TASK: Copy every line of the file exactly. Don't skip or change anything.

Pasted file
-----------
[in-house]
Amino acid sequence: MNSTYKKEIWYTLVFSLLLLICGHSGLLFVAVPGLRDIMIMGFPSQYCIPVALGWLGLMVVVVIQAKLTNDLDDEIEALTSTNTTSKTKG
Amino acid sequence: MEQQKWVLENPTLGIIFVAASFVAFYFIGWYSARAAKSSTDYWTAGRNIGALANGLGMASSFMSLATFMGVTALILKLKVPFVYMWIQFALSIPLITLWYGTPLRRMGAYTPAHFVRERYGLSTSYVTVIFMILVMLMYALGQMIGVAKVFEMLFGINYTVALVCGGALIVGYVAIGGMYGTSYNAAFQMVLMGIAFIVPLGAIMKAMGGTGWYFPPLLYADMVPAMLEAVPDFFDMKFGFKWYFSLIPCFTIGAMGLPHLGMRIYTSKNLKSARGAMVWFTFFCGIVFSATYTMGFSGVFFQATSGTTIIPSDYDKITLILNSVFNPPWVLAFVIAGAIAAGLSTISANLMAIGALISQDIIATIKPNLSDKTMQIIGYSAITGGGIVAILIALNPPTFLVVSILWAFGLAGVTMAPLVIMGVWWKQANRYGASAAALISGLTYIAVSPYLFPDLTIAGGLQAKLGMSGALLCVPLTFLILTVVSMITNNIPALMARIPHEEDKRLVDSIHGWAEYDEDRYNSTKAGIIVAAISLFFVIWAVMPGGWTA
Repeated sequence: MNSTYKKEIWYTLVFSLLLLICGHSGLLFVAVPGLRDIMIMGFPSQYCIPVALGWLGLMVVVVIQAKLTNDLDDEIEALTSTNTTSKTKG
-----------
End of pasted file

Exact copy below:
[in-house]
Amino acid sequence: MNSTYKKEIWYTLVFSLLLLICGHSGLLFVAVPGLRDIMIMGFPSQYCIPVALGWLGLMVVVVIQAKLTNDLDDEIEALTSTNTTSKTKG
Amino acid sequence: MEQQKWVLENPTLGIIFVAASFVAFYFIGWYSARAAKSSTDYWTAGRNIGALANGLGMASSFMSLATFMGVTALILKLKVPFVYMWIQFALSIPLITLWYGTPLRRMGAYTPAHFVRERYGLSTSYVTVIFMILVMLMYALGQMIGVAKVFEMLFGINYTVALVCGGALIVGYVAIGGMYGTSYNAAFQMVLMGIAFIVPLGAIMKAMGGTGWYFPPLLYADMVPAMLEAVPDFFDMKFGFKWYFSLIPCFTIGAMGLPHLGMRIYTSKNLKSARGAMVWFTFFCGIVFSATYTMGFSGVFFQATSGTTIIPSDYDKITLILNSVFNPPWVLAFVIAGAIAAGLSTISANLMAIGALISQDIIATIKPNLSDKTMQIIGYSAITGGGIVAILIALNPPTFLVVSILWAFGLAGVTMAPLVIMGVWWKQANRYGASAAALISGLTYIAVSPYLFPDLTIAGGLQAKLGMSGALLCVPLTFLILTVVSMITNNIPALMARIPHEEDKRLVDSIHGWAEYDEDRYNSTKAGIIVAAISLFFVIWAVMPGGWTA
Repeated sequence: MNSTYKKEIWYTLVFSLLLLICGHSGLLFVAVPGLRDIMIMGFPSQYCIPVALGWLGLMVVVVIQAKLTNDLDDEIEALTSTNTTSKTKG